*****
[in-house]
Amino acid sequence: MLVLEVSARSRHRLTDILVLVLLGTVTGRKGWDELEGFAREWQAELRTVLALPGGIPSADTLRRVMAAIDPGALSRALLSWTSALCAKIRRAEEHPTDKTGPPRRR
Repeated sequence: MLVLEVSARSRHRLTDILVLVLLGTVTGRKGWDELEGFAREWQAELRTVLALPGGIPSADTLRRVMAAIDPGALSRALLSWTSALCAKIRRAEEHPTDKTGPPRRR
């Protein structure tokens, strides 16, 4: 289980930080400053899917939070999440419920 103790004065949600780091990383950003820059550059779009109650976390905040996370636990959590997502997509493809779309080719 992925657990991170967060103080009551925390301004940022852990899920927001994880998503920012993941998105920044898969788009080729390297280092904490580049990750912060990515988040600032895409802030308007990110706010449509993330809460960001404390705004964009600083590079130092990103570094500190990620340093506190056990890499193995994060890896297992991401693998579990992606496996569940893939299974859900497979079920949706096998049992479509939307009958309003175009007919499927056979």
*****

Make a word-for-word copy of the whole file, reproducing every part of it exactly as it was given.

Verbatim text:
[in-house]
Amino acid sequence: MLVLEVSARSRHRLTDILVLVLLGTVTGRKGWDELEGFAREWQAELRTVLALPGGIPSADTLRRVMAAIDPGALSRALLSWTSALCAKIRRAEEHPTDKTGPPRRR
Repeated sequence: MLVLEVSARSRHRLTDILVLVLLGTVTGRKGWDELEGFAREWQAELRTVLALPGGIPSADTLRRVMAAIDPGALSRALLSWTSALCAKIRRAEEHPTDKTGPPRRR
């Protein structure tokens, strides 16, 4: 289980930080400053899917939070999440419920 103790004065949600780091990383950003820059550059779009109650976390905040996370636990959590997502997509493809779309080719 992925657990991170967060103080009551925390301004940022852990899920927001994880998503920012993941998105920044898969788009080729390297280092904490580049990750912060990515988040600032895409802030308007990110706010449509993330809460960001404390705004964009600083590079130092990103570094500190990620340093506190056990890499193995994060890896297992991401693998579990992606496996569940893939299974859900497979079920949706096998049992479509939307009958309003175009007919499927056979």